Tuesday, November 4, 2008
Election Day & Change
Before I went to vote I had written the majority of a “woe-is-me” blog entry about my having the cold from hell, which I do have and is indeed the cold from hell. Nonetheless, while I stood in line to vote, I knew I’d have to come back and write another blog entry, because the results of this election are no doubt more important than my runny nose, stuffy ears, persistent headache, and inexplicably persistent gas (which J is LOVING).
Here in Charm City we’re not only excited about voting in a new president, but Question 2 has been at the forefront of many of our minds as well. Question 2 would legalize slots in Maryland, something that’s highly contentious among Maryland voters, teachers, police, and community leaders.
WARNING: Personal opinion to follow.
I love slots. I won $10,842.00 on a Rocky nickel slot in Las Vegas almost five years ago, and I wasn’t even playing the max bet. I was betting a quarter, but I had gotten a bonus game within a bonus game within a bonus game, which caused the screen to go black. I thought I broke the machine, just having sat down to deposit my last $10 while J went to the men’s room. Turns out I won the progressive, which I took in cash like any responsible gambler.
That was our first or second trip to Vegas, and I’ve been back twice a year since. One of those times is always for RollerCon, but the other is a personal vacation to gamble. Did I mention I love slots?
I’ve gotten to a point where I can pull about $100 out of any 1-cent machine – I know what to play and how to play, and more importantly, I know when to stop. It’s fun. But do I want slots here in Baltimore?
Putting the revenue from slots aside, I’m concerned about the cost that we’ll incur down the line when we attract more crime and poverty into our city, one that has fought to get further away from both and is just now starting to move in the right direction.
Not to mention, do I think having slots in Baltimore will turn it into Vegas? Is Atlantic City anything like Vegas? Atlantic City’s disgusting. It’s dirty, and it’s unsafe to walk from casino to casino directly outside of the casinos. This perception from a girl who isn’t afraid of Baltimore at night.
Lastly, would I play slots in Maryland? No. I’d go to Vegas, because it’s not about the gambling. It’s about a change of scenery – a very nice change of scenery where there is gambling. However, many Marylanders and Baltimoreans aren’t like me and may (and many will) go blow their paychecks on gambling. I see the hoards of elderly and poor people giving their last dollars to the lotto counter in the convenience shop next to my office so they can play some rigged animatronic horse racing game. They all line up outside the counter huddling around a television, hoping their horse wins, and when it doesn't some step outside to beg for bus money. It’s sad.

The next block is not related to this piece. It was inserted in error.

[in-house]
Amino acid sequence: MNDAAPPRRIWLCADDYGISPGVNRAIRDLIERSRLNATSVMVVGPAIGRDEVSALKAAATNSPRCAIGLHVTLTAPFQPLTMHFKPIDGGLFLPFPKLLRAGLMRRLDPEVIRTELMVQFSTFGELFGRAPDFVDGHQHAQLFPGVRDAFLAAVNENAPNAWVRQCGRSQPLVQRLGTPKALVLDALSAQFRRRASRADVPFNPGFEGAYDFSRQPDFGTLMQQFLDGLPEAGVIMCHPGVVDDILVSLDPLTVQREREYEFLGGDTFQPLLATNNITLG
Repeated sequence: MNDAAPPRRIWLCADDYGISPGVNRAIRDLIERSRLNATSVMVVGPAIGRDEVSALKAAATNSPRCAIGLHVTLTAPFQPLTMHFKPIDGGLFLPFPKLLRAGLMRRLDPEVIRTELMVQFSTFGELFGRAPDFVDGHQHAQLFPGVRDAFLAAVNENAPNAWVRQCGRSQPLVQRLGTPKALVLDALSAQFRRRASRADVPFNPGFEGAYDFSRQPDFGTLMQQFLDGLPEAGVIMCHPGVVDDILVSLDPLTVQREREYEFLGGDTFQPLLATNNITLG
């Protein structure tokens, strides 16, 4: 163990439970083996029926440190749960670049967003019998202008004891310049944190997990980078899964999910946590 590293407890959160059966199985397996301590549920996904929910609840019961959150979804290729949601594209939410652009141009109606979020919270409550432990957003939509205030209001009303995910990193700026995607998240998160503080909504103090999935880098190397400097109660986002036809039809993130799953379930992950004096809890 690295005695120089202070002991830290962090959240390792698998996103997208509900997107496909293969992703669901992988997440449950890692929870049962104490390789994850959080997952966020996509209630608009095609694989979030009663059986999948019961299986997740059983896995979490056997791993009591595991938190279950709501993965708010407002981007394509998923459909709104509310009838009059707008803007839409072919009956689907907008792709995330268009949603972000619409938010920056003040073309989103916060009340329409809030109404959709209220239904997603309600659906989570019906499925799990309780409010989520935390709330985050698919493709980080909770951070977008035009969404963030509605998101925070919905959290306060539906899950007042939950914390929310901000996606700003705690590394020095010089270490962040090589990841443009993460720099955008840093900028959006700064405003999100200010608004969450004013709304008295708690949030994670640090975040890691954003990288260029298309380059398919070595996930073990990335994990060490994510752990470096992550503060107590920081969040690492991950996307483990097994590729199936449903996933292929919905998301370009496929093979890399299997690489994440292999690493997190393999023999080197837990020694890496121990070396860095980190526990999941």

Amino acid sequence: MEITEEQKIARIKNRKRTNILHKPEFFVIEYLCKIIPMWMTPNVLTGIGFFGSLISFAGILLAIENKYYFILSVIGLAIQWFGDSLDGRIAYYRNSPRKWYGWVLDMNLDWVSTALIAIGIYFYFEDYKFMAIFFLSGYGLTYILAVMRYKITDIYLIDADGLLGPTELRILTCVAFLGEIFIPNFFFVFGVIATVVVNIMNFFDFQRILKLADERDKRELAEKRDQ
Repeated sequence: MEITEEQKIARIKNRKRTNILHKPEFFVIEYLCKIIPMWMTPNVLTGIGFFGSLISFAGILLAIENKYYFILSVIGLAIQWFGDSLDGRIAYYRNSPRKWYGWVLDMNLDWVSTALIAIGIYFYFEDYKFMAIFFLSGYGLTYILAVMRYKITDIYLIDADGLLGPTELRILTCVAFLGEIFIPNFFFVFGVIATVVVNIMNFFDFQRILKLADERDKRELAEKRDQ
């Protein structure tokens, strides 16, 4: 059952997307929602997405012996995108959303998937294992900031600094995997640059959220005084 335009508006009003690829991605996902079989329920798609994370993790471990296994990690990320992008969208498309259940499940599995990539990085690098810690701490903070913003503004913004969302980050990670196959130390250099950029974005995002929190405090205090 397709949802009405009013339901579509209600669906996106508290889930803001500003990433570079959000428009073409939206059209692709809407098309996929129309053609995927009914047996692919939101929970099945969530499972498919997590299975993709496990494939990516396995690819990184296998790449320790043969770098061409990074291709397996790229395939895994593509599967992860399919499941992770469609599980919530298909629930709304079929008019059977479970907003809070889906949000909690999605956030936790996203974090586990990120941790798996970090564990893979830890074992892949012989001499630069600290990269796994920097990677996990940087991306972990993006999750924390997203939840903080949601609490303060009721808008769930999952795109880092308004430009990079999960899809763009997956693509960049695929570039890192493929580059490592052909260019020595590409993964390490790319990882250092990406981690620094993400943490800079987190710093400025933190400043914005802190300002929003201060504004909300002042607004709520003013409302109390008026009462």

As for the presidential race, CNN just called the race for Obama, and beyond the cheering of the fans on television, we’re hearing multiple gunshots outside, like we often hear on New Year’s day – happy gunshots (many of you may ask if there is such a thing, and I can tell you that indeed there is, and it's a fairly common form of expression here in the city).
Although I was about 200 degrees and vastly annoyed while waiting in line to vote this evening, I’m glad I did it. Often times the only white people in sight at our polling place, we got a lot of smiles as people saw my Obama tee shirt.
As we waited in line in the old elementary-school hallway, before we were in the actual room where the voting took place, we’d hear cheers coming from inside every so often. Hoots and hollars – as exciting as if a group of people had just heard that the person they had voted for had won. When we got inside, I realized what it was – cheers led by the voting judges each time a first-time voter had finished voting. How fucking cool is that?!
I’m proud to be a part of this town, and I’m proud to be a part of this country that is taking back the reigns from various abuses of power. Just because we voted for change doesn’t mean change will automatically happen. Like the change I talk about here on this blog, the changes we challenge ourselves to make in the perceptions of ourselves and others, the change we want and need for our country won’t come to fruition unless we each work hard to make ourselves, our communities, and our country better each and every day and by leading by example.
So you want change? Start now – as soon as you turn away from your computer. Exemplify that you want to see in others – that which you want to see reflected in your community and ultimately your country. Don’t just want something to be a certain way – do something about it.
Always do something about it.